High voltage drive systems aren’t really new anymore; after all they’ve been on the market in the United States since late 1999. Shortly after those first hybrid vehicles entered the market, specialized hybrid vehicle training started being offered to the aftermarket as well. Over the years I’ve been fortunate enough to attend classes from numerous providers nationwide, and I was even luckier to be able to develop and run training classes on the subject for technicians, shop owners, and educators all over the country. One lesson that all of those experiences taught me was something that I instinctively already knew as an educator, but sometimes forgot as a technician. That lesson was that unless you have a solid understanding of the “basics” all of the advanced training in the world won’t help you very much. This article will take a look at some electrical system “basics” and explain how that information can transfer to high voltage system understanding and diagnostics. Before you flip the page thinking, “I already know the basics of electricity,” stop and give the subject a chance! While this article will cover some electrical basics they will all be tied into the high voltage system operation and diagnosis and a review of a topic never hurts!
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|Series connected NiMh battery modules in a Toyota Prius battery pack|
This article will focus on the following electrical “basics” and explain how they relate to the high voltage drive systems:
- Ohm’s Law – trust me, this is still important!
- Watt’s Law
- Series & Parallel Circuit design
- Voltage drop
- Magnetic Induction
- Counter Electromotive Force (CEMF)
Ohm’s Law and HV Design
As basic as it may seem, Ohm’s Law is the foundation of virtually all electrical diagnosis. No, I’m not implying you’ll be running calculations to figure out the missing part of the equation! What I am saying is that without a firm understanding of the relationship between Ohms, Amperage and Voltage you’ll struggle to understand even the most basic electrical circuit. For instance, have you ever heard a technician say they thought a blown fuse was caused by a corroded (bad) connection? An understanding of Ohm’s Law would have made the technician realize that with a few minor exceptions that simply isn’t a possible reason for the blown fuse.
So, what is Ohm’s Law? It’s typically written out as “E = I x R”, where “E” represents Voltage (Electromotive Force), “I” represents Amperage (Intensity), and “R” represents Ohm’s (Resistance). Another way to write it is Voltage = Amperage x Resistance. So, what do you really need to know about Ohm’s Law for electrical diagnosis (both 12V and high voltage)? Focus on the relationships. If you have a fixed voltage and resistance goes up (bad connection, corrosion, etc.), then amperage MUST go down (it’s not an option, it’s the LAW). If amperage goes down then you won’t see blown fuses as a result. If on the other hand you have a fixed voltage and resistance goes down, then amperage MUST go up (again, it’s the LAW). In 12V systems, high resistance can cause symptoms like dim lights, while low resistance is likely to result in blown fuses.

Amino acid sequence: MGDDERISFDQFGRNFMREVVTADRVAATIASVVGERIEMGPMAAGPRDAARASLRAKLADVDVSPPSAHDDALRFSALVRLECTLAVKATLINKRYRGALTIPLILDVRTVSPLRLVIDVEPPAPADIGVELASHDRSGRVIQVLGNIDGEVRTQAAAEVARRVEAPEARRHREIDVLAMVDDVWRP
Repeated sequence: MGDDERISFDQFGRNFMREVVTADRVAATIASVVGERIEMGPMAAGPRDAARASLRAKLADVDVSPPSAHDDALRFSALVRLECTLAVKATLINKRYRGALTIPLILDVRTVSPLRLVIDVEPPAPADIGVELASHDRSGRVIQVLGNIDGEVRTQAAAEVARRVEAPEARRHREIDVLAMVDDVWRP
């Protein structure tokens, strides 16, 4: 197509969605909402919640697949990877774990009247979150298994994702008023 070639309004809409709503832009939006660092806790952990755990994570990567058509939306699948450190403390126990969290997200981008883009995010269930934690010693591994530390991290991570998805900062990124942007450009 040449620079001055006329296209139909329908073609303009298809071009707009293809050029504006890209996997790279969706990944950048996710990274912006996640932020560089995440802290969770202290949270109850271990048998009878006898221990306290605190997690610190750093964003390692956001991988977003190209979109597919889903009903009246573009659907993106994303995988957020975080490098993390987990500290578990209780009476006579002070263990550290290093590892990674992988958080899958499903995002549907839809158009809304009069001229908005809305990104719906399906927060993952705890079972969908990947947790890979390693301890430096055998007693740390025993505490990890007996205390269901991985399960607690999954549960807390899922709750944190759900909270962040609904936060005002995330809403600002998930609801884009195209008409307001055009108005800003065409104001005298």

In high voltage systems, high resistance may cause symptoms such as limited power output from the hybrid/electric drive system (caused by lower amperage for the motors). In high voltage systems a “typical” low resistance failure is very unlikely to result in a blown fuse. This can be a little confusing because Ohm’s Law would indicate blown fuses should occur when resistance drops enough. The low resistance does cause an increase in amperage as you’d expect, however the fuses used in high voltage systems are typically “slow blow” fuses. The amperage does increase as it did in the 12V example, however the slow blow fuse doesn’t immediately fail. Instead, the computer system senses the increased amperage and attempts to protect itself from damage. In addition to these self-preservation tactics, the system will set one or more diagnostic trouble codes. So, if you see a high voltage system trouble code stored that references excessive current flow you should immediately think “low resistance.” With that knowledge, you can start testing the related components which are most likely to have a low resistance failure mode such as motor windings.
|Toyota Prius battery data PIDS with a low performing module group|
Watts – Electrical power
The next logical step after understanding Ohm’s Law is to take a look at Watt’s Law. While Ohm’s Law explains the relationship of Voltage, Amperage, and Resistance; Watt’s Law explains how Voltage and Amperage work together to create Power. Watt’s Law is typically stated as “P = E x I.” “P” = power in Watts, “E” still represents voltage (Electromotive Force), and “I” still represents the amperage (Intensity). In a typical 12V system this law helps explain why a headlight appears dimmer if there is a high resistance connection. Let’s walk through these two to understand the dim light scenario. First, a high resistance circuit develops due to something like corrosion in a wire or connector. Ohm’s Law dictates this increase in circuit resistance will cause a drop in amperage flowing through the circuit. Watt’s Law would then indicate that a drop in amperage will reduce the watts output from the bulb. As we all know, a lower wattage bulb will put out less light, hence the dimmer appearance of the bulb.